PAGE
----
Set policies to address discrimination complaints

Contract Language. By Steven M. Harris, AMNews contributor.

It seems as if every other call I receive these days is from a client telling me about a complaint charging his medical practice with some form of discrimination.

And with that complaint often comes a claim of retaliation — that the employee who felt discriminated against also felt that those in the practice engaged in mistreatment because he or she filed the complaint or spoke up about something wrong in the practice.

One client who successfully fought a discrimination and retaliation complaint then asked how he could minimize the adverse effect of such claims. I advised him that the best strategy is to include an equal employment opportunity provision in the practice’s employee handbook, or to create a stand-alone equal employment opportunity policy. That way, the practice could demonstrate a commitment against discrimination and retaliation. Also, it might allow complaints to be handled internally, rather than involving outsiders.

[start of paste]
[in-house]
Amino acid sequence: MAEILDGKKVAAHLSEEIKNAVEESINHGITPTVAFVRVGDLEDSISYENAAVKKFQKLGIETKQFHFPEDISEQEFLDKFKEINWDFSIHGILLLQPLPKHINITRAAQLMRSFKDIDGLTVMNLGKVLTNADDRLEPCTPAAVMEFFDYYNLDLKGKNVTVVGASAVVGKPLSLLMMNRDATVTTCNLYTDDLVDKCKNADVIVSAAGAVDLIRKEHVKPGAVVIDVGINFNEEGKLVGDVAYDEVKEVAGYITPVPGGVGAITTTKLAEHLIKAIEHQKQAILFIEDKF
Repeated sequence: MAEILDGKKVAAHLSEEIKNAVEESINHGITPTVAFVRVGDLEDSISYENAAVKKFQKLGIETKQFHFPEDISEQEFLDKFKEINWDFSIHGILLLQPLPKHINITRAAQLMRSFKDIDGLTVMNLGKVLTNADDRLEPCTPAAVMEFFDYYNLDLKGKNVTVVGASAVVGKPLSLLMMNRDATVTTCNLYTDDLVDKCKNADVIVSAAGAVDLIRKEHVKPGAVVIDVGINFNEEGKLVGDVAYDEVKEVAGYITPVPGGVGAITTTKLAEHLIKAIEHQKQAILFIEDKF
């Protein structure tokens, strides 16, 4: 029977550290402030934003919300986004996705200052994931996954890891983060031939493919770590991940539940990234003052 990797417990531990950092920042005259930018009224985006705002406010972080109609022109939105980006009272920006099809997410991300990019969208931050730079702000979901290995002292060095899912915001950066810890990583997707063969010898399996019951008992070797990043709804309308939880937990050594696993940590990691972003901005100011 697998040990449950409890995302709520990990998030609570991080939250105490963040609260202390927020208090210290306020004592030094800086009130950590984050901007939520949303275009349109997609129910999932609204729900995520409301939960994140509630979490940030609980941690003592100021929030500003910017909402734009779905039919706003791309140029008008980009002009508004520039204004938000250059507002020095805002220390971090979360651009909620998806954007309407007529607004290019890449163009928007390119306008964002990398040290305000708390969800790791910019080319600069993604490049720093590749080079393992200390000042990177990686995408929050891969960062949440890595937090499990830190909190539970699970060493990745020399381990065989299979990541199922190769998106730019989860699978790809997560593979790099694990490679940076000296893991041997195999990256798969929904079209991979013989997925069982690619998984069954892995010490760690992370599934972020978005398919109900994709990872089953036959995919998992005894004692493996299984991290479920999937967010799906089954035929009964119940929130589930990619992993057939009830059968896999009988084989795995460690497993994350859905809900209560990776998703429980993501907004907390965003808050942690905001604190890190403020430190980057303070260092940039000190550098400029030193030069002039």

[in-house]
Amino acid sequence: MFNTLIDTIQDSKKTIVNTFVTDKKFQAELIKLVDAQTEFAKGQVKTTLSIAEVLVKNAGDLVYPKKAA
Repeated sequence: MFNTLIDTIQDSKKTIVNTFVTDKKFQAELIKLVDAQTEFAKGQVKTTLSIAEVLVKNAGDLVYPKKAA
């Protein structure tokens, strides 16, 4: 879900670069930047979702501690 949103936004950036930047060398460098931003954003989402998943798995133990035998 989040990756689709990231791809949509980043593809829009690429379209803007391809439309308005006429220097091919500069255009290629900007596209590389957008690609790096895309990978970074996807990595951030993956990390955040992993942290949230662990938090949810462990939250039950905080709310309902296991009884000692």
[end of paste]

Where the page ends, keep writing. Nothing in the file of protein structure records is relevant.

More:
At the very least, every physician practice group should have an equal employment opportunity provision in its employee handbook. Here is an example:

“[Employer] provides equal opportunity for all employees and applicants for employment and makes all employment decisions without regard to race, religion, color, age, sex, national origin, disability or any other status protected by federal, state or local law.”

Most employers find that the equal employment opportunity provision is not enough and therefore choose to create a policy stressing that the physician practice group prohibits any form of retaliation against any employee for filing, in good faith, a complaint under the equal employment opportunity policy, or for assisting in a complaint investigation.

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